Hot Italian sausage and cavatelli
Hot Italian sausage and orecchiette

Sausage is a magical food. It exists in dozens of forms, across cultures, and is filled with a variety of spices. There are so many types and flavors that it becomes hard to define what exactly qualifies as sausage. It can be a link or a patty, smoked or dried, pork, beef, or even seafood. 

With all of these available options, it’s easy to descend into panic in the meat aisle when faced with a recipe that just calls for sausage. Consider this guide your helpful grocery store companion. It will teach you the difference between kielbasa and salami, and help you figure out what to toss on top of a pizza. 


Plump in appearance and pale in color, these sausages are made of uncooked seasoned ground meat and spices. They’re packaged in casings, sometimes all linked together like cartoon sausages. There are usually several varieties of fresh sausage available at a supermarket, including hot Italian sausage, sweet Italian sausage, and breakfast sausage. These three types are all pork sausage, and are distinguished primarily by their spices. Generally, hot and sweet Italian sausage can be substituted for one another, but breakfast sausage is an entirely different flavor profile. It’s important to remember that these sausages are raw, so they require a longer cooking time than their pre-cooked counterparts (more on that below). Grill them whole and slice them up, or remove them from the casing while still raw, sauté the meat, and toss into soups or on a pizza.

browning loose sausage
Browning meat


These often have a smooth, more uniform texture than fresh whole sausages. This texture comes from the meat itself, which has been finely processed or pureed before cooking. Examples include the beloved hot dog, bologna, and mortadella. Precooked sausages will be more opaque and firmer to the touch; if you can’t tell if a sausage has been precooked, read the label closely or ask a store employee, preferably someone working at the meat counter. Pre-cooked sausages are technically safe to eat right out of the package, but heating them will bring out their best flavors. They can be grilled, pan-fried, or boiled. The larger versions, like bologna, are a staple in deli and lunch meat counters, while the smaller options are popular with home cooks. Their short preparation time makes them an easy way to bulk up a weeknight dinner.  


Cured sausages are salted and dried in cool conditions. Over time, the salt draws out the moisture and effectively “cooks” the meat, although heat is never applied. Salami, saucisson, sopressata, and pepperoni are all cured sausages. They’re perfect to slice up and serve on a charcuterie board, tuck into sandwiches, or even slice and toss into a hearty salad. Even though they don’t need to be cooked, applying heat to a cured sausage will render the fat, and give them a wonderfully crunchy texture. This transformation is what makes the crispy pepperoni on top of a pizza so delicious.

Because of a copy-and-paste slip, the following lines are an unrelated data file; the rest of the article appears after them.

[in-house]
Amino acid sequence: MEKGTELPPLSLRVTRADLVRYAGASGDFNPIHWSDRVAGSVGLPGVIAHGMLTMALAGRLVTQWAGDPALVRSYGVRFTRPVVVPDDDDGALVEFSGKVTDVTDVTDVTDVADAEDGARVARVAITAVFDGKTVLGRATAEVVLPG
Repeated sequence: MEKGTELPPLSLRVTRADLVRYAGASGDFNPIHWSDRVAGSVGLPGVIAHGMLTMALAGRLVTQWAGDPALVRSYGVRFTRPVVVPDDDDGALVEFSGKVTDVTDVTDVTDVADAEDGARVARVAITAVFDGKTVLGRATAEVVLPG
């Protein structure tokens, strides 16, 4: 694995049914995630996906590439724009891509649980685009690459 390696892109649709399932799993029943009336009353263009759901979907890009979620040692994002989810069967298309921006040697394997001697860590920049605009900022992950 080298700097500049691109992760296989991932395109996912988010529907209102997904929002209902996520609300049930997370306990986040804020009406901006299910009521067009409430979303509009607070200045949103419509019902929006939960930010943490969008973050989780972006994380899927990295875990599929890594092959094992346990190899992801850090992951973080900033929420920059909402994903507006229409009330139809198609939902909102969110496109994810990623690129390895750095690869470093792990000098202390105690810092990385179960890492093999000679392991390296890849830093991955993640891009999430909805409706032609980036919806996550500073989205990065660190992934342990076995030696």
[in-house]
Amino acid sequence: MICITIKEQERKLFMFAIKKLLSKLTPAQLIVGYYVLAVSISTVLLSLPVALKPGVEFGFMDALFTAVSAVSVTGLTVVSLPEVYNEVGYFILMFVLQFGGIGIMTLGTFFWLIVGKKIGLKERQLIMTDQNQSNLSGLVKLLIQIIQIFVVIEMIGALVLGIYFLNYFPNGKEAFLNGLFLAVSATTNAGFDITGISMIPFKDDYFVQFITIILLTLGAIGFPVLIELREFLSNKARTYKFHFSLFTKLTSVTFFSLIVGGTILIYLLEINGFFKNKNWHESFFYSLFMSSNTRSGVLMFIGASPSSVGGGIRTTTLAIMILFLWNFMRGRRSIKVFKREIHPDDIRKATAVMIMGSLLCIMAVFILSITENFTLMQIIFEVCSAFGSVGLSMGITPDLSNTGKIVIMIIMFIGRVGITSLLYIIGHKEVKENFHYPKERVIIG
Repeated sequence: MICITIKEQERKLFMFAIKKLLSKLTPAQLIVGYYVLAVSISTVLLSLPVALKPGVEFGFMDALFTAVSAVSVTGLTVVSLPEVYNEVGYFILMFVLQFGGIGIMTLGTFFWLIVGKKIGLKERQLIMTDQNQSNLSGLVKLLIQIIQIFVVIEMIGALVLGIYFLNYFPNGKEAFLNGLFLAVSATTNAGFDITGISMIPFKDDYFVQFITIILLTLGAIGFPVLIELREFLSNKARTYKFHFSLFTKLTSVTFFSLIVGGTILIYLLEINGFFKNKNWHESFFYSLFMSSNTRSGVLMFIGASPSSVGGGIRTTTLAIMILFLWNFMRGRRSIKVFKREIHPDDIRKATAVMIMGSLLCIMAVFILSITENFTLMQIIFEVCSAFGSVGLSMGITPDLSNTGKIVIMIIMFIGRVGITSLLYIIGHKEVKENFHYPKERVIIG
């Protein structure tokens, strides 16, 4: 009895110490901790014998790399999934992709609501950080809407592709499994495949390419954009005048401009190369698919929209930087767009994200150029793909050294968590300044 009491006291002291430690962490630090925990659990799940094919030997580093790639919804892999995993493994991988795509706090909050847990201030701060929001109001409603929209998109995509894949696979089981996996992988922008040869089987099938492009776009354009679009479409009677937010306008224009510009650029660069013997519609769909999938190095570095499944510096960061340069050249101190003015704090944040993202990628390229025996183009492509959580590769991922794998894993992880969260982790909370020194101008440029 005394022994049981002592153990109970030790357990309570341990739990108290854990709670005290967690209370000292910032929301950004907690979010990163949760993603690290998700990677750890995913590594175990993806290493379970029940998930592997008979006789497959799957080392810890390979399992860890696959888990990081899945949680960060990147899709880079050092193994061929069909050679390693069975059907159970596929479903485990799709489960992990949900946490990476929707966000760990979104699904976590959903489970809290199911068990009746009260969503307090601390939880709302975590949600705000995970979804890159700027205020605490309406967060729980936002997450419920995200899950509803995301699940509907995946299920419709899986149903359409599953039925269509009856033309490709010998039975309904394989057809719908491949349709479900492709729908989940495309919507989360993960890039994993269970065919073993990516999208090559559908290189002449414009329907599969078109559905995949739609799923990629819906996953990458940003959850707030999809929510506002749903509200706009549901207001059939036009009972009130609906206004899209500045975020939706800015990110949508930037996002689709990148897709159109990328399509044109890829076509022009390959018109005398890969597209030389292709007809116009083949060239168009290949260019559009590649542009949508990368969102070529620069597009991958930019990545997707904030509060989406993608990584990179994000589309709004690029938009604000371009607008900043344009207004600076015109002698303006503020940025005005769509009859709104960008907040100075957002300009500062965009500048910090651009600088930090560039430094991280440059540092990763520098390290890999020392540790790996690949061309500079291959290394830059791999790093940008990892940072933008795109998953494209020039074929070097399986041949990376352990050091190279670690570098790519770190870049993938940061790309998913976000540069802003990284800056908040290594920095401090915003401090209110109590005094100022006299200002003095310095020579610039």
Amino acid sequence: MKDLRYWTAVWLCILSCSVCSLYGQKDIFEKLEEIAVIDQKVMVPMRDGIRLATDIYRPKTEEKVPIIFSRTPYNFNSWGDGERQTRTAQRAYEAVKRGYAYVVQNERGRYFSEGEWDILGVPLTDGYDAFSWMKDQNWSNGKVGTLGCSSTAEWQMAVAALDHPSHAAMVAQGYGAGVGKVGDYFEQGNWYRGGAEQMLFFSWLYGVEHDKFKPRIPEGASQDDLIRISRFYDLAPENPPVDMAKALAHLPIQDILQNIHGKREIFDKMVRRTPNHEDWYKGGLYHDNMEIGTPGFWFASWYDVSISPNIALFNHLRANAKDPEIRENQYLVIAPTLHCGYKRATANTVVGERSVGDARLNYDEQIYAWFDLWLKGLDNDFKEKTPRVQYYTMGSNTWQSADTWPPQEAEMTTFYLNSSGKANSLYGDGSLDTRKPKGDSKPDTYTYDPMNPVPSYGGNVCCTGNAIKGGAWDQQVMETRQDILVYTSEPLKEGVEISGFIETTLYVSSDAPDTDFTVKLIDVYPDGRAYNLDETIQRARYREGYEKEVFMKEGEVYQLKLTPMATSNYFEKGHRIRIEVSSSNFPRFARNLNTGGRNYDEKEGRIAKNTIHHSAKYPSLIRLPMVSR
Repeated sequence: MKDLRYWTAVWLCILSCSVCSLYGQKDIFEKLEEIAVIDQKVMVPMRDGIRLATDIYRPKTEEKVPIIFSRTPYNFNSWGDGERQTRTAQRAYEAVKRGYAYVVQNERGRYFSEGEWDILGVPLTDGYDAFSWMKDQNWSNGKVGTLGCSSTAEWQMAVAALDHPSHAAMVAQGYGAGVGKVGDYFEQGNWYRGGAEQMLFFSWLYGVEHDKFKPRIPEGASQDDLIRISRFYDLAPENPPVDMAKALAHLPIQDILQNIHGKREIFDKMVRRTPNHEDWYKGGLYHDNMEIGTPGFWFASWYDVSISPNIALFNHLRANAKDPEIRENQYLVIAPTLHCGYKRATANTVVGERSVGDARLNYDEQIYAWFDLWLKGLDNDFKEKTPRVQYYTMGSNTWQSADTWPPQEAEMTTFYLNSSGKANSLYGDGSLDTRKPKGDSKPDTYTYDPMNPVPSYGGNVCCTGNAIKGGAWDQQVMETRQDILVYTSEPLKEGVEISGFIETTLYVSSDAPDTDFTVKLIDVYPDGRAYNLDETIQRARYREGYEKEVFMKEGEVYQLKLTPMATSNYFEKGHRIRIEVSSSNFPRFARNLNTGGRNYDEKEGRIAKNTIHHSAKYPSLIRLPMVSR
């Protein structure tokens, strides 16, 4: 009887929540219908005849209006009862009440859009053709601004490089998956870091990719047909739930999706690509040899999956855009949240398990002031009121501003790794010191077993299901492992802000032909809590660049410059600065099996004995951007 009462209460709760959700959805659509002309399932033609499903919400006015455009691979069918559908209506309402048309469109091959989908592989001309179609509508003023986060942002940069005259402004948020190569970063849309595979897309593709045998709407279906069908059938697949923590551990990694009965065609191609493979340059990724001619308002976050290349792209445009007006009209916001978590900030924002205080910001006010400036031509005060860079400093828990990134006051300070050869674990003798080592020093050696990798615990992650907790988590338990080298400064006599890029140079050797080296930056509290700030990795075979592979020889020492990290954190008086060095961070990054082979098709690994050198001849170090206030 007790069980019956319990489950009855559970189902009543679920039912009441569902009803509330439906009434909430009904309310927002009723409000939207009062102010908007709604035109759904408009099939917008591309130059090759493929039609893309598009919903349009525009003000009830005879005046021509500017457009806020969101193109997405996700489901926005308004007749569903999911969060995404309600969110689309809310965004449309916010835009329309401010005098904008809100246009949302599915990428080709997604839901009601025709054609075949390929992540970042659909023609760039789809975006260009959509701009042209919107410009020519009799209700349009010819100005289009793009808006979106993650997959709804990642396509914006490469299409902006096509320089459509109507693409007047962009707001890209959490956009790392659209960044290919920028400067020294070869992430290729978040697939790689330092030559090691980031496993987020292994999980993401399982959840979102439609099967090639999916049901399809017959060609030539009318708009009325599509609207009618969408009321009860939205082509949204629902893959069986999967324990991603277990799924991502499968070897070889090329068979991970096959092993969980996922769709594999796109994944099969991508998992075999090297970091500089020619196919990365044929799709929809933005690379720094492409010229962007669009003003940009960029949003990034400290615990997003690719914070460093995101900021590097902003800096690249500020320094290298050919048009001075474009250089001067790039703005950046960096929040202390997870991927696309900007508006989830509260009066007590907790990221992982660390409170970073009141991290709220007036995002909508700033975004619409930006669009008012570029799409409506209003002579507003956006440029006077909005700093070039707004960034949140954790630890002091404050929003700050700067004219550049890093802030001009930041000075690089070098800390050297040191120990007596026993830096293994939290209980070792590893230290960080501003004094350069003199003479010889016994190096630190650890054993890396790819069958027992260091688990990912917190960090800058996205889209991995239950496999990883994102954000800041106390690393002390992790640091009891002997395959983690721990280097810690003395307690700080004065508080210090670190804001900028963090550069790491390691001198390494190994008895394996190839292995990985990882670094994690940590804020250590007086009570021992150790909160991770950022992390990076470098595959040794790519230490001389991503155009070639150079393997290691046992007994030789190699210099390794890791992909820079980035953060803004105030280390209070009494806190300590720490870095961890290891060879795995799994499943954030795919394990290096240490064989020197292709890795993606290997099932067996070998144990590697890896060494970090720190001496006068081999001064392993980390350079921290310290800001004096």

For smoked sausages the meat is ground, packed, and hung to dry in a smoker or smokehouse where there is a low, cool fire. The meat is preserved by time, salt, and smoke, but not cooked by the heat of the fire. The smoke not only preserves the meat, but also flavors it; think of rich sweet kielbasa or smoky lap cheong. Smoked sausage also doesn’t need to be cooked, but warming it to room temperature or above will bring out its best flavors. Grilling it can add another dimension of charred flavor. Smoked sausages can be served on their own or sliced and added to other foods like soups or stews. These sausages are commonly found at deli counters.

smoked sausage
Mmm, smoky


Just because it’s not in a casing, doesn’t mean it’s not a sausage. Basically, any flavored and ground meat qualifies. Loose sausage can be formed into patties and fried, or broken up and sautéed. This top-rated Blue Apron recipe uses loose hot Italian sausage to spice up a pasta dish for a satisfying weeknight dinner. 

Ground pork 

Ok, ground pork is technically not a sausage…yet. That being said, if you’re in a grocery store on the hunt for fresh sausage, ground pork would be a better substitution than something smoked or pre-cooked. Once you have the ground meat at home, you can spice it up yourself. Empty the meat into a large bowl, and assemble some spices. For a classic sweet Italian sausage try cracked black pepper, minced garlic, whole fennel seed, salt, and chopped parsley. Before you cook up the whole batch, place a quarter-sized amount in a frying pan. Flip once, make sure it’s cooked through, and then give it a taste. Not only is that the best way to check the seasoning of homemade sausage, it’s also a fun little treat for the chef.